The rains began to fall in early October and in a month’s time the water levels were up to almost normal. We got a bit of a scare in late October when the forecast was hinting at another Halloween snow storm. That would have been the third Halloween snow storm in five years. Let’s be thankful that did not happen again.
This is the time of year when everyone starts to ask about what type of winter we should be preparing for. Many Meteorologists across the area stick their neck out with this year’s long range winter forecast. I’ve heard everything from the worst winter in 500 years to an average winter with more precipitation than normal, so I went to the local expert. I asked local Meteorologist, Mike Shustak what his long range forecast was for this winter. He looked at me as if he was rattling through long range weather maps in his head and asked me if I had a quarter in my pocket. I handed him the quarter and he flipped it in the air and said heads a bad winter, tails a mild winter. It came down “tails” so according to Mikes scientific analysis, we are in for a milder than normal winter. By the way, I saved the quarter.
November is preparing for a long winter’s nap as the Bear, Bat, Woodchuck, Skunk, Raccoon and Chipmunk prepare to go into a semi – hibernation state called “Torpor”. The animals’ activity slows way down where rest and inactivity becomes the normal.
The landscape in November looks unkempt as leaves, sticks and stems are blown around in the consistent November breeze. Evergreens become the focal point in the landscape this time of year. Fall is the season to add a full bodied Native White Spruce to that perimeter hedge row hole that needs to be filled. White Spruce is one of the more delicate looking, short needled Spruce and the tree cones at a young age. White Spruce is deer resistant and makes a great Christmas tree. I recommend planting a grove of them for privacy in a sun filled location.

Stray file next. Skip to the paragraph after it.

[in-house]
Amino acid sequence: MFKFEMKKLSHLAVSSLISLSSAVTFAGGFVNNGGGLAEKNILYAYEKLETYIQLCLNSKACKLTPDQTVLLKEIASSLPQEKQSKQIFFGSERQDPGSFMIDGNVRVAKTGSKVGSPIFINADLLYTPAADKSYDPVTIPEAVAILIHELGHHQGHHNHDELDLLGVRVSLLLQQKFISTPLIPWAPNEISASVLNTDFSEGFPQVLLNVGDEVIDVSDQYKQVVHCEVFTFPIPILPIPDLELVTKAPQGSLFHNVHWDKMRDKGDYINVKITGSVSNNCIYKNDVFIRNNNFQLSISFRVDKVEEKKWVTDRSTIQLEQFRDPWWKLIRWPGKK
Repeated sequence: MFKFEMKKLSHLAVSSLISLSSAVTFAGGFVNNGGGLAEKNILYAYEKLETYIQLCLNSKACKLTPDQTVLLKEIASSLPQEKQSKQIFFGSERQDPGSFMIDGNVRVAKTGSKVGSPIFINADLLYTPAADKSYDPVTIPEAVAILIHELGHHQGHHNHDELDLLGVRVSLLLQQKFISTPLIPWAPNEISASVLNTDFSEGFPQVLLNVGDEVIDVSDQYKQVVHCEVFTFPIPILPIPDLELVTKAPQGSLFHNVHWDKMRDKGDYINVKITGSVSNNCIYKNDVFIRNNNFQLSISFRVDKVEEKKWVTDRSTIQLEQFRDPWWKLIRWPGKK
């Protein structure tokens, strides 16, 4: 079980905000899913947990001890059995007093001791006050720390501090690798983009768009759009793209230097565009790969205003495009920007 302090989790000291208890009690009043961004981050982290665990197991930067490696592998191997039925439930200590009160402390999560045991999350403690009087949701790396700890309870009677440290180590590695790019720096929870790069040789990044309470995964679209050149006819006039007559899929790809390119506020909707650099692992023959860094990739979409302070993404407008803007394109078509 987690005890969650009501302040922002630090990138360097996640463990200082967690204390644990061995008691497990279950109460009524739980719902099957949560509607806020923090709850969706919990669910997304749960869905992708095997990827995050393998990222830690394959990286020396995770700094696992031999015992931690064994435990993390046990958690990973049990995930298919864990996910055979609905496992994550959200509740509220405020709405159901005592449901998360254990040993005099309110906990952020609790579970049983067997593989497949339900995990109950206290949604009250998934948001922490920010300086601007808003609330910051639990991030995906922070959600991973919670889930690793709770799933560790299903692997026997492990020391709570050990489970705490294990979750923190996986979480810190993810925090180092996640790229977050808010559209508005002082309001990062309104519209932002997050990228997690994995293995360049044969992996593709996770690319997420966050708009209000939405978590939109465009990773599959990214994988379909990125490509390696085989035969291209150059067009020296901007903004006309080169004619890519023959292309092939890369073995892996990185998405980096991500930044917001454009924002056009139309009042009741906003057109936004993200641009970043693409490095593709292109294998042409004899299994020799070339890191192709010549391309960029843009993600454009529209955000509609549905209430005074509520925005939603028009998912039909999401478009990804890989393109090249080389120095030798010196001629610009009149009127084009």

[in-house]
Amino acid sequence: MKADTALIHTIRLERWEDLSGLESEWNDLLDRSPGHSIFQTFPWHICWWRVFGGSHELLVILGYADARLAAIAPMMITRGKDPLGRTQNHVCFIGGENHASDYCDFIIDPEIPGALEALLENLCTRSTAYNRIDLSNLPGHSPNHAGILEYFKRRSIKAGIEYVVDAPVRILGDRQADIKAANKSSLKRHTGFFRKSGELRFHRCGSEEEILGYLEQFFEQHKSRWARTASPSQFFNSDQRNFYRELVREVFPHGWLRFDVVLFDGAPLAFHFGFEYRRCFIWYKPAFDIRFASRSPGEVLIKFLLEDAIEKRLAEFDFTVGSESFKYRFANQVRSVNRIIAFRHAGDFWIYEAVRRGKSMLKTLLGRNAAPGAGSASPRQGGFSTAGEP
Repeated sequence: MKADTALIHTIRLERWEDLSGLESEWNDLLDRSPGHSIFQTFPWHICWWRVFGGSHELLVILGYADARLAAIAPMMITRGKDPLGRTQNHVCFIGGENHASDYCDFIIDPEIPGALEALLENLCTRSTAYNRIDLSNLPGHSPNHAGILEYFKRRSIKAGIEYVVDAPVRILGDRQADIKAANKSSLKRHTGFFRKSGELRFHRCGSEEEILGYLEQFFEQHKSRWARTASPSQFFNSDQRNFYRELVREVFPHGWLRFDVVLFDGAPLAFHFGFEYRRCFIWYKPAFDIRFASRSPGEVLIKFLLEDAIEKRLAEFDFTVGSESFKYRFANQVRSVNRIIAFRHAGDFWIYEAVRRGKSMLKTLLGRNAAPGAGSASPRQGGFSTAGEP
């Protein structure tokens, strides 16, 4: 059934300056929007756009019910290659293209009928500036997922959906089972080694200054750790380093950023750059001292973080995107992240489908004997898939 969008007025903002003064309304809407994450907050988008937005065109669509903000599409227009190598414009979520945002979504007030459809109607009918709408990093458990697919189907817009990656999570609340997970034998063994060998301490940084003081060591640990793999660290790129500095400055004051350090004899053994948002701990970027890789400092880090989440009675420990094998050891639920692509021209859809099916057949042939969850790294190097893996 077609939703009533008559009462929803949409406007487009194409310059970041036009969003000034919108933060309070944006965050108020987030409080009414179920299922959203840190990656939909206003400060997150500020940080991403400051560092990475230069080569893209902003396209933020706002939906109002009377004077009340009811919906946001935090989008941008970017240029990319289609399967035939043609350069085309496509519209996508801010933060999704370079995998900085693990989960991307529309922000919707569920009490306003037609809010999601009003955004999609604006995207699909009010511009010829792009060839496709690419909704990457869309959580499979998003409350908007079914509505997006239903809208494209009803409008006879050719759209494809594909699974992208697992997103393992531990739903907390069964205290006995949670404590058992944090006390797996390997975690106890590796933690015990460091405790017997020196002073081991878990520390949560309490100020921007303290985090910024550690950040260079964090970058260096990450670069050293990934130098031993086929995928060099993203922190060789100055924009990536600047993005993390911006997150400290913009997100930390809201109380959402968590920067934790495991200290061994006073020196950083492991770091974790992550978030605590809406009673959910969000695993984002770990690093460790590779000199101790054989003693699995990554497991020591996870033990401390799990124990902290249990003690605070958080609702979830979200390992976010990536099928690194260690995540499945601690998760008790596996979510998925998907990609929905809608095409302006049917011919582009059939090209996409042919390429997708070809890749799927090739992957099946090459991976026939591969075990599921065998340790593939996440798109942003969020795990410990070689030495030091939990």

Native Mountain Laurel, Rhododendron, and Andromeda are the perfect broad leaf evergreen shrubs to accent just about any foundation, hedgerow or raised bed planting. Mountain Laurel features my favorite broadleaf evergreen star shaped flower in red, pink or white. If not planted in the proper soil and exposure, Laurel can be a tough plant to establish. Native Rhododendron comes in all shapes and sizes. The larger Rosebay or Maximum Rhododendron can reach 20′ tall. The “Maxi” flowers in early summer, and it’s not unusual to see this pink to white flower in full bloom early in July. Catawbiense Rhododendron flower much earlier in the season and has a full hydrangea looking flower in many different colors. In a naturalized bed the white, light lavender and dark purple flower work well together. Andromeda flowers in very early spring and has a fragrant white bloom that has a similar bell shape look and color as the native Blueberry flower.
Most years, our garden soil freezes by mid December so we have a good 6 + weeks to add some handsome evergreens to our landscape this Fall. “Last one to the garden center is a turkey.”
Pete and the Natives